At first glance, localised drummy spots and lifting timbers within a flooring installation may suggest poor workmanship, product selection and application. It could even mean poor post-installation care and maintenance. However, there is another common cause for these symptoms, and that is the insidious and subtle form of moisture ingress referred to as ‘slab edge dampness’.

In fact, it’s becoming increasingly common to see both new flooring installations that fail shortly after completion; and older floors, which have performed satisfactorily for several years, and fail for no apparent reason. While parquetry and direct stick timber floor board installations are the primary victims of the slab edge dampness phenomenon, engineered timber and laminate floating floors have also fallen prey to this type of moisture ingress.

What is slab edge dampness? In simple terms, the phrase refers to the appearance of dampness, with or without salt deposits, along the edge or top surface of raft and on-ground concrete slabs. Left unaddressed, this moisture will spread to adjoining building materials and has been linked to the deterioration of walls, furnishings and floor finishes.

Slab edge dampness occurs as a result of free water or moisture entering the unprotected edge of the concrete slab. This water, or moisture, will be drawn through the slab by capillary action. With varying seasonal and climatic temperature changes, the moisture will work its way to the surface of the slab and be shed as vapour, leaving the crystallised mineral salts – drawn from surrounding building materials and soils – in the pores of the concrete.

As these crystals expand and grow, they are seen as a white rime or ‘efflorescence’, which, if left unaddressed, will continue to grow and expand causing the concrete to break down, resulting in a powdery or pockmarked surface.

The causes of slab edge dampness and salt damp are varied, but are particularly prevalent where the soils are clayey, or where the standards and complementary products for the construction and after-care of a concrete slab have been compromised, due to:

  • Poor quality concrete;
  • The garden beds being established adjacent to the footing;
  • The natural soil surface falling back toward the footing;
  • The moisture membrane (forticon) being punctured or damaged, cut short in construction, or cut off due to its unsightly appearance by the homeowner or other trades;
  • The paving falling back towards the footing; or,
  • The paving materials not being isolated from the slab by a moisture barrier.

The earliest symptoms of slab edge dampness are damp patches or slight discolouration on the external surfaces of concrete slabs. These appear in entrance thresholds, doorways, carports and adjacent the external perimeter of affected areas, often extending 300 mm – 600 mm into adjoining rooms. These symptoms often go unnoticed until the appearance of the white rime associated with salt damp is evident.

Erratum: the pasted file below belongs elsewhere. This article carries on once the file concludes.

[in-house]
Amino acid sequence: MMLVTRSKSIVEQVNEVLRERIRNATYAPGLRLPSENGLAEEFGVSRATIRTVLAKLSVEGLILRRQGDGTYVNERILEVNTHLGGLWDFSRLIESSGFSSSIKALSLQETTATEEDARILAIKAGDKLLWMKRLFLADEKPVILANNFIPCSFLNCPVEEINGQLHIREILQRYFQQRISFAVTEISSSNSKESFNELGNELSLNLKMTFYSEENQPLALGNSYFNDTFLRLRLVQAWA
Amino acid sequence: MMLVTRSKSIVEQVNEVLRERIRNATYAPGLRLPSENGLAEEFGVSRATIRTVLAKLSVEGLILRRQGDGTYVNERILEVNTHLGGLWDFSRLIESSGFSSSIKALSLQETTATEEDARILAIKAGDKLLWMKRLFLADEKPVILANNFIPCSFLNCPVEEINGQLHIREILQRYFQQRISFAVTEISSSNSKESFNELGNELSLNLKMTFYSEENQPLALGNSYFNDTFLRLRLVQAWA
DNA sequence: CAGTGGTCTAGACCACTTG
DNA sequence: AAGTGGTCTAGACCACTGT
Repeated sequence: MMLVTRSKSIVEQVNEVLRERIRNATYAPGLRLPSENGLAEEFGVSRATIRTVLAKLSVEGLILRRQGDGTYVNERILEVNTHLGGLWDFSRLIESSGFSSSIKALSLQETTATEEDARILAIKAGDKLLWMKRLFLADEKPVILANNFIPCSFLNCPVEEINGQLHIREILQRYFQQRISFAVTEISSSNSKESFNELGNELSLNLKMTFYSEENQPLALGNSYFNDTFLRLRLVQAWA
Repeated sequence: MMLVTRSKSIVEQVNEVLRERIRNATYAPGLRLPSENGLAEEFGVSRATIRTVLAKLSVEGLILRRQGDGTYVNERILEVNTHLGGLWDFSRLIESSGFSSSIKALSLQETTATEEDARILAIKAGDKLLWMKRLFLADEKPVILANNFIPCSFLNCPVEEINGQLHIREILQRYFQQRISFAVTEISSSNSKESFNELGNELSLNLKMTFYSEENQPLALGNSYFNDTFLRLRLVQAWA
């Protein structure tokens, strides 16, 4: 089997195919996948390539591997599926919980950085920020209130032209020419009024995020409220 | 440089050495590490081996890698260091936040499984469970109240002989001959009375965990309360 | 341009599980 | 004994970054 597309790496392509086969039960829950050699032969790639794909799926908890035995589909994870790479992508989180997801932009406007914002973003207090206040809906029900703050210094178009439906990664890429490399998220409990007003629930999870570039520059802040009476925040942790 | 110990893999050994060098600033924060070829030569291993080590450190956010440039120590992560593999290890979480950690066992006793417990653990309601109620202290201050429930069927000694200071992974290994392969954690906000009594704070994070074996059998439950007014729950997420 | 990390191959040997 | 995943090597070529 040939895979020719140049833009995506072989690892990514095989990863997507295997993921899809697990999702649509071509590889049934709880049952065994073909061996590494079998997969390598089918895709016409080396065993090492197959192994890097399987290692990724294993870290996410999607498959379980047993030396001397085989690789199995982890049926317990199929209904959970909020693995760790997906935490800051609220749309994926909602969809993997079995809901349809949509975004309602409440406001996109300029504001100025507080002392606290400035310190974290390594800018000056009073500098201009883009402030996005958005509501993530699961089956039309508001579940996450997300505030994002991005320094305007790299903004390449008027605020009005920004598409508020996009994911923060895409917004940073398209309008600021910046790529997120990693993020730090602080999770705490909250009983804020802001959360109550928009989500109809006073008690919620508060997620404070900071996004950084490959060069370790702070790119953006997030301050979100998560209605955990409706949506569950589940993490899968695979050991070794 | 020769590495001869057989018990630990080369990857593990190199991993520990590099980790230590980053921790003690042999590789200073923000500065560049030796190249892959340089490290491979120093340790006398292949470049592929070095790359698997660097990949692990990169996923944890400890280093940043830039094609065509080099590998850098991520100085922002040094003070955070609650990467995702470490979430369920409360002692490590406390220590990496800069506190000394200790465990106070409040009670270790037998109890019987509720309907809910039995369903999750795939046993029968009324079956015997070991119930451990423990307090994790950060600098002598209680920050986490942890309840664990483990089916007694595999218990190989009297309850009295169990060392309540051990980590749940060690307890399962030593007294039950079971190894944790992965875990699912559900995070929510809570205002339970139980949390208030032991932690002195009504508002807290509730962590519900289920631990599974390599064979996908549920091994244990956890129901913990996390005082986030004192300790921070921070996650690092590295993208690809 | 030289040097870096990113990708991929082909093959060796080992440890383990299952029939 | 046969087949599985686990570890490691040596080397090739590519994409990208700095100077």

Since the late 60s the incidence of slab edge dampness has increased. This is largely due to the increased popularity of slab-on-ground foundations. However, the quality of the concrete used, the nature of the underlying soil, and the presence of all or any of the aforementioned factors will influence if or when slab edge dampness becomes an issue.

This being the case, both new and old buildings are susceptible to attack due to construction issues or changing conditions in the life cycle of the building.

Therefore, the time between building development and the appearance of slab edge dampness can vary greatly – and the presence of slab edge dampness may not be evident to the flooring contractor at the time of site evaluation or installation.

However, if the situation changes and the symptoms progress unaddressed, there will be contraindications for the elements used in a timber flooring installation.

Where the formation of salt crystals causes the break down of the concrete surface, moisture barriers and adhesives have the potential to fail at the bond line. Timber flooring in areas affected by slab edge dampness and/or a salt attack will take on moisture.

Likely symptoms of this effect are drummy spots and localised lifting of individual boards usually within 300 mm – 600 mm of the perimeter of the room or along control joints and joins in the subfloor where building extensions have been added.

While some timber finishes will allow the increased moisture to pass through at a controlled rate, others are more impervious and will trap the moisture within the boards. Where this occurs, there is often a localised change in the sheen level and opacity of the coating. When the effect has persisted for some time, there will be a general darkening of the timber or blackening within the grain as decay and rot sets in.

As I have said many times before, it’s a good idea when evaluating a job site to set aside a few minutes to do a risk assessment. Pay particular attention to the concrete condition at the perimeter of rooms, around cracks in the floor and at entrances and thresholds.

Add an external inspection of the site to your checklist, noting the application and fall of paving, the presence of a moisture barrier, and any evidence of past or present salt damp.

Whether or not your findings suggest there are issues that may influence the long-term integrity of the installation, report them to your client in writing. This will ensure you are transferring the ownership of responsibility effectively and fulfilling your duty of care.


Ray and Sharon Brice specialise in mediation training and project management. They have four decades of experience in the flooring industry.

Phone: 0407 591 697 | Email: